NEWS
February 8, 2007
WORLD Iraq dangerous for helicopters Iraq is becoming increasingly dangerous for the hundreds of U.S. military helicopters flying missions there. Five helicopters have gone down in Iraq in three weeks. pg 1a NATIONAL FDA approves weight-loss drug The Food and Drug Administration approved the first officially sanctioned weight-loss drug to be sold without a prescription. pg 6a MARYLAND Medical coverage for uninsured Maryland House of Delegates leaders unveiled yesterday a $600 million proposal that would extend medical coverage to nearly 250,000 uninsured residents.
BUSINESS
By Marilyn Geewax and Marilyn Geewax,Cox News Service | February 8, 2007
WASHINGTON -- Wal-Mart Stores Inc. chief executive Lee Scott joined one of his toughest critics, labor leader Andrew L. Stern, yesterday to unveil a political campaign to promote universal health care coverage. The two longtime antagonists are helping lead a coalition of labor and business leaders in trying to get Congress to end the nation's reliance on employer-backed health insurance and develop a system for providing universal low-cost coverage within five years. "What unites us here today is our shared belief that it will be a far greater America when we get affordable health care for all Americans," Stern, president of the Service Employees International Union, said at a news conference at a Capitol Hill hotel.
NEWS
By Judith Graham and Michael Martinez and Judith Graham and Michael Martinez,Los Angeles Times | January 21, 2007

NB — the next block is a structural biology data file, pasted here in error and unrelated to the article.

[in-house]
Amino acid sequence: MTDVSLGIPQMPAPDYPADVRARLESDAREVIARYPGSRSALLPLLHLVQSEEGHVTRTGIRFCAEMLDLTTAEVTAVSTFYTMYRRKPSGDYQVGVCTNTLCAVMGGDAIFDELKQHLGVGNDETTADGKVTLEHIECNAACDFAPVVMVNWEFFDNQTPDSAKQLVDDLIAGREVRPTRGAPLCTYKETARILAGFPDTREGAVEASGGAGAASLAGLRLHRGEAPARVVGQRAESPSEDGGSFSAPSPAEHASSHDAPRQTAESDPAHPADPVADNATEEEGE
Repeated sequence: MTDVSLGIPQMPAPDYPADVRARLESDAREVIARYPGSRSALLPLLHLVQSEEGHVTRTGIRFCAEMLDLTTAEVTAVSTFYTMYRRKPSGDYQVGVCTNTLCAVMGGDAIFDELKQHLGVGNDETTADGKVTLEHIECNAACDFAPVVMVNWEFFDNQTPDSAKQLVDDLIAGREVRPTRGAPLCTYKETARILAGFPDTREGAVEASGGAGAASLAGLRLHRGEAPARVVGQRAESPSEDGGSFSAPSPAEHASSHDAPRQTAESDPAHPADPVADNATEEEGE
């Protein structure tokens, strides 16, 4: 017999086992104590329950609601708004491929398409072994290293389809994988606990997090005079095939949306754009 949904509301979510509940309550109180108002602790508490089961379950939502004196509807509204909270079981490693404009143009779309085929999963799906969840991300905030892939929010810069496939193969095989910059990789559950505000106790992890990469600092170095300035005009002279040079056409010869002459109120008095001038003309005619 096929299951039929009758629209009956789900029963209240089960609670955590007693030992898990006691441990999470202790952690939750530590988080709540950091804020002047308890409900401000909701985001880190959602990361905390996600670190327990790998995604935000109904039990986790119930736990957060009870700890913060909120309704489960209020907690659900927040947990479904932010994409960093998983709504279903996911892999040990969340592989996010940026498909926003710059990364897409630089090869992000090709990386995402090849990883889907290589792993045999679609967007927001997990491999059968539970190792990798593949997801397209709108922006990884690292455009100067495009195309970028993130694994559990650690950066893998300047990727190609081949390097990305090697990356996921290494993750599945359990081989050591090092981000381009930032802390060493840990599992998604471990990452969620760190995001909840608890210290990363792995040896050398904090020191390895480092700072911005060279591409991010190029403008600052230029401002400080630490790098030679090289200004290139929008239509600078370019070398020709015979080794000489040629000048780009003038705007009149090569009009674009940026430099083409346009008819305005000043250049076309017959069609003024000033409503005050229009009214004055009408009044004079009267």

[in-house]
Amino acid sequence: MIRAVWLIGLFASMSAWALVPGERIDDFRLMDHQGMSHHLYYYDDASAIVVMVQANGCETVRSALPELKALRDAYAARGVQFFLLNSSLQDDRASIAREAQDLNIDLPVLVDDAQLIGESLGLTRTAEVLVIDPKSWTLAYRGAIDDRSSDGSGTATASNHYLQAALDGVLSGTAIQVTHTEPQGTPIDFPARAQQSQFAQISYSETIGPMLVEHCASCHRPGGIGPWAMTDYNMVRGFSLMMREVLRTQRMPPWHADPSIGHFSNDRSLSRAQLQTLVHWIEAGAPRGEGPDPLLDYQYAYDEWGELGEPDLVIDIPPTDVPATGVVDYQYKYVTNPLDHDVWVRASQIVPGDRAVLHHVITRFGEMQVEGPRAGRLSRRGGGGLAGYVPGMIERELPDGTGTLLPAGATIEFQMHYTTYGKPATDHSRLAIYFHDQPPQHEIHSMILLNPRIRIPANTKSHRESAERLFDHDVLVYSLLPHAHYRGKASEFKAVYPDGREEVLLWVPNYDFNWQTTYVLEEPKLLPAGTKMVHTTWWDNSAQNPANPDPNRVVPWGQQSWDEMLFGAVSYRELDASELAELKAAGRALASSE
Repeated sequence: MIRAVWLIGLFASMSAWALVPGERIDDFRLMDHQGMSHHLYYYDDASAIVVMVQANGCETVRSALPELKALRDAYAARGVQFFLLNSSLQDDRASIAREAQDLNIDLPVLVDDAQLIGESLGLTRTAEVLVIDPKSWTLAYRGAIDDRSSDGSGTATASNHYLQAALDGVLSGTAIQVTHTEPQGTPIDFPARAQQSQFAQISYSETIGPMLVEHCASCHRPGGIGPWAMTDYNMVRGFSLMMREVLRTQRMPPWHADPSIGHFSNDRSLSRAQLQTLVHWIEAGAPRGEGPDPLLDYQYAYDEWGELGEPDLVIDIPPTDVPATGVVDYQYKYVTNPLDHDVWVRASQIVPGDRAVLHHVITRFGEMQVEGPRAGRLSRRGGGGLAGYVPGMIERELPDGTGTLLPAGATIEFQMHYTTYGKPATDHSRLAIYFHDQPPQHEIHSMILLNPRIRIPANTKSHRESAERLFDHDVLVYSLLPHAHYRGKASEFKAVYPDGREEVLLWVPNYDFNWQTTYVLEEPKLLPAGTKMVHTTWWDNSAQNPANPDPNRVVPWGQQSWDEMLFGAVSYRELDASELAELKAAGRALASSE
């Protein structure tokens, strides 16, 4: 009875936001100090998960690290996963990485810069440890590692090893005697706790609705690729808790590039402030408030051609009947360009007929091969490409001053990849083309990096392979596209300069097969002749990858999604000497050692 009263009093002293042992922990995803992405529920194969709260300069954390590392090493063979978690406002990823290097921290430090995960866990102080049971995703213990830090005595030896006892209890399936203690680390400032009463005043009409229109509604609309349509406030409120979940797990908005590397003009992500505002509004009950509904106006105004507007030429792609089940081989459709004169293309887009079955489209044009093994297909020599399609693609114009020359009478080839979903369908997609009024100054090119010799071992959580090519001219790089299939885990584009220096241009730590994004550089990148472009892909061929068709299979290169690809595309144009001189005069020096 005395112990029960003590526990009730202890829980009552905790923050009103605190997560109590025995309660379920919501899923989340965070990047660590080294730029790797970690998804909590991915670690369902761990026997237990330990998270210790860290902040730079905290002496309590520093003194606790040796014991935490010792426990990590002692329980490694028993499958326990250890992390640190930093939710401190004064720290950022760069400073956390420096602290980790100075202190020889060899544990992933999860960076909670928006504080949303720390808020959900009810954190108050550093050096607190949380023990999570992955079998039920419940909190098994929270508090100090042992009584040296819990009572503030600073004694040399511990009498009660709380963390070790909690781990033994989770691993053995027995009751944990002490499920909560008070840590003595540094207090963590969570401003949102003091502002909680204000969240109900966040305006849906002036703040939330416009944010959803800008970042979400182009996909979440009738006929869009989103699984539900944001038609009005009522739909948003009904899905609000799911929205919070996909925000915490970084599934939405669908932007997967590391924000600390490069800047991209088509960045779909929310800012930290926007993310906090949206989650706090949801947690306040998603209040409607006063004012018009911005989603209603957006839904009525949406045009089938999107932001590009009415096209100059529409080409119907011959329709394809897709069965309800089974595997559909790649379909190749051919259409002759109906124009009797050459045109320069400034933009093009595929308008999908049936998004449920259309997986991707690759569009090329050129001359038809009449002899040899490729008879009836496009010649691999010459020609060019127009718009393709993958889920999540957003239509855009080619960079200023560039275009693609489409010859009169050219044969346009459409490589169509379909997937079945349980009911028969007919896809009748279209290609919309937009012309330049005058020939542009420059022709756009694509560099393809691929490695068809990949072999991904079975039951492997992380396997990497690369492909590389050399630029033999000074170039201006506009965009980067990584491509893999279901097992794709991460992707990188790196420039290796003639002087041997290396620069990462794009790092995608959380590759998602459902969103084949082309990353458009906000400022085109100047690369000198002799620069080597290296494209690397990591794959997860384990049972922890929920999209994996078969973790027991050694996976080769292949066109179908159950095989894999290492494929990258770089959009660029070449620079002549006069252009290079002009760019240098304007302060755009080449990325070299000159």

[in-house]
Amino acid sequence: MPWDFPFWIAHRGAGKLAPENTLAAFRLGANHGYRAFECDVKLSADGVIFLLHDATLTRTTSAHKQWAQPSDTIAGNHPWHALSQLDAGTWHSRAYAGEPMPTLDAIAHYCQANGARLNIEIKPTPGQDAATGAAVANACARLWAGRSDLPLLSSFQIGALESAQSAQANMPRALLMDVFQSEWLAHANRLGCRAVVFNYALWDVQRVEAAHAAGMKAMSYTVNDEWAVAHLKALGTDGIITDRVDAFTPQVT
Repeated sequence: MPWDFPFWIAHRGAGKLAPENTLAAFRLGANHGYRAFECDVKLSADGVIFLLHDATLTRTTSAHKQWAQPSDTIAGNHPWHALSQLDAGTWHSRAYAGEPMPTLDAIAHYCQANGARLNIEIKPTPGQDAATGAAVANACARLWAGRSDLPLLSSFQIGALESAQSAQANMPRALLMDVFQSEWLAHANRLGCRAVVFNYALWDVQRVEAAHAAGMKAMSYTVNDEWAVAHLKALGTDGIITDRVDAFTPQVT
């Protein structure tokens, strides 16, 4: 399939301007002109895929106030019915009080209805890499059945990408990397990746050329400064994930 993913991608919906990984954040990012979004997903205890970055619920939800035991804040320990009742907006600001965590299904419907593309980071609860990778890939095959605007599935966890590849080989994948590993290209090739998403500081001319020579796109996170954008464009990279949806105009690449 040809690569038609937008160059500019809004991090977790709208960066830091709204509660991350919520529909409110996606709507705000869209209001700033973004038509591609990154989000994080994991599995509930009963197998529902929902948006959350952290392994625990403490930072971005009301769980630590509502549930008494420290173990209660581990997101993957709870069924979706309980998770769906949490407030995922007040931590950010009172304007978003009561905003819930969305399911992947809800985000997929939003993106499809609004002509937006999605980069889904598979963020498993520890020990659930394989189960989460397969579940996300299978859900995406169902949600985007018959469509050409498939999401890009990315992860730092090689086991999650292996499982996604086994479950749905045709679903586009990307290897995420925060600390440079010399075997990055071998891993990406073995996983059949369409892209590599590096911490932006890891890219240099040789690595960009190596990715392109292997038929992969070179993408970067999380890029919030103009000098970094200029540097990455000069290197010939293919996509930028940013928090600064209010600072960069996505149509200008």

For almost a dozen years, conventional wisdom has dictated that far-reaching, national health care reform wasn't possible in this country. But political winds are blowing in a strong new direction. Now, states are seizing the initiative on this issue, challenging persistent policy deadlock in Washington. Business groups are standing with labor unions and consumer activists, calling for reform. Even the insurance industry has advanced a proposal for universal coverage. As a new wave of reform initiatives surges across the nation, Congress is showing interest in supporting state innovations and is likely to begin a renewed debate over which direction national reforms should take.
BUSINESS
By BRUCE JAPSEN and BRUCE JAPSEN,CHICAGO TRIBUNE | June 14, 2006
Hoping to prod an estimated 5 million uninsured Americans into buying health insurance, the American Medical Association backed yesterday a tax penalty for individuals and families who make enough to buy medical coverage but choose not to. The AMA's policymaking House of Delegates vote in favor of what it called "individual responsibility" comes as state and federal lawmakers are weighing similar ideas in the form of legislation in Congress and statehouses...
NEWS
By JUDITH GRAHAM and JUDITH GRAHAM,CHICAGO TRIBUNE | March 6, 2006
CHICAGO -- With millions of Americans losing health insurance and crying for relief from soaring medical costs, Illinois is considering a bold and once-unthinkable proposal - extending medical coverage to all state residents. It's a daunting, politically divisive and potentially expensive prospect, with 1.8 million uninsured people in the state. But experts say health care reform might stand a better chance of passing in Illinois than almost anywhere in the nation. "The odds are long, but they're much better in Illinois than most other states," said Alan Weil, executive director of the National Academy for State Health Policy.